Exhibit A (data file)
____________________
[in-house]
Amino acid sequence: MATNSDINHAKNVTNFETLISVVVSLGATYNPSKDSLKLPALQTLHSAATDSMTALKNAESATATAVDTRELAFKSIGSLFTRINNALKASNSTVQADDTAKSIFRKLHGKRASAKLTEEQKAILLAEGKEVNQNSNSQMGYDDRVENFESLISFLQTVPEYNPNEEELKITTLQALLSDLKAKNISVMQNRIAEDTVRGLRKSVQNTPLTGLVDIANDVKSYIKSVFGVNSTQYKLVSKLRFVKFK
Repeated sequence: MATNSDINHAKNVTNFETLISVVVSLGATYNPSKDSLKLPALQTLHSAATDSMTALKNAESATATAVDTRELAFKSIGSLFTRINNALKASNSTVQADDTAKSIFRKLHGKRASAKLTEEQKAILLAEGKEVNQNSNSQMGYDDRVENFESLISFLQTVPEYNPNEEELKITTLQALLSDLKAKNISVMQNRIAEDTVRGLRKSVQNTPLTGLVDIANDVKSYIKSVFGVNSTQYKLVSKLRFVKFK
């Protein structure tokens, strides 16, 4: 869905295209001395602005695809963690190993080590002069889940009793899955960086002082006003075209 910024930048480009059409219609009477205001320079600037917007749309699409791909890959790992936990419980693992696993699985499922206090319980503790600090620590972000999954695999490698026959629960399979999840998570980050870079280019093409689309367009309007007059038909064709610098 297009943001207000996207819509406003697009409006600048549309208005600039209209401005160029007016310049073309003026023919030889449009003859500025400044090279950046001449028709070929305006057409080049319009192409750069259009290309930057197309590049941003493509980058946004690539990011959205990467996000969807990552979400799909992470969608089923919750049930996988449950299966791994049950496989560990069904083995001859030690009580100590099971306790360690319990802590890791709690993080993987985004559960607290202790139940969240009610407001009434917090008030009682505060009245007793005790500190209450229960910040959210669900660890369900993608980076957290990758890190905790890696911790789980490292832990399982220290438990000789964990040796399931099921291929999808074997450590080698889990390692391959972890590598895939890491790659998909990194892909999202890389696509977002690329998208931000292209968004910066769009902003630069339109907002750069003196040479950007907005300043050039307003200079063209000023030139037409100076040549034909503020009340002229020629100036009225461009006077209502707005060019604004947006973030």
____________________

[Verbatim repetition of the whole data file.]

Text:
[in-house]
Amino acid sequence: MATNSDINHAKNVTNFETLISVVVSLGATYNPSKDSLKLPALQTLHSAATDSMTALKNAESATATAVDTRELAFKSIGSLFTRINNALKASNSTVQADDTAKSIFRKLHGKRASAKLTEEQKAILLAEGKEVNQNSNSQMGYDDRVENFESLISFLQTVPEYNPNEEELKITTLQALLSDLKAKNISVMQNRIAEDTVRGLRKSVQNTPLTGLVDIANDVKSYIKSVFGVNSTQYKLVSKLRFVKFK
Repeated sequence: MATNSDINHAKNVTNFETLISVVVSLGATYNPSKDSLKLPALQTLHSAATDSMTALKNAESATATAVDTRELAFKSIGSLFTRINNALKASNSTVQADDTAKSIFRKLHGKRASAKLTEEQKAILLAEGKEVNQNSNSQMGYDDRVENFESLISFLQTVPEYNPNEEELKITTLQALLSDLKAKNISVMQNRIAEDTVRGLRKSVQNTPLTGLVDIANDVKSYIKSVFGVNSTQYKLVSKLRFVKFK
């Protein structure tokens, strides 16, 4: 869905295209001395602005695809963690190993080590002069889940009793899955960086002082006003075209 910024930048480009059409219609009477205001320079600037917007749309699409791909890959790992936990419980693992696993699985499922206090319980503790600090620590972000999954695999490698026959629960399979999840998570980050870079280019093409689309367009309007007059038909064709610098 297009943001207000996207819509406003697009409006600048549309208005600039209209401005160029007016310049073309003026023919030889449009003859500025400044090279950046001449028709070929305006057409080049319009192409750069259009290309930057197309590049941003493509980058946004690539990011959205990467996000969807990552979400799909992470969608089923919750049930996988449950299966791994049950496989560990069904083995001859030690009580100590099971306790360690319990802590890791709690993080993987985004559960607290202790139940969240009610407001009434917090008030009682505060009245007793005790500190209450229960910040959210669900660890369900993608980076957290990758890190905790890696911790789980490292832990399982220290438990000789964990040796399931099921291929999808074997450590080698889990390692391959972890590598895939890491790659998909990194892909999202890389696509977002690329998208931000292209968004910066769009902003630069339109907002750069003196040479950007907005300043050039307003200079063209000023030139037409100076040549034909503020009340002229020629100036009225461009006077209502707005060019604004947006973030």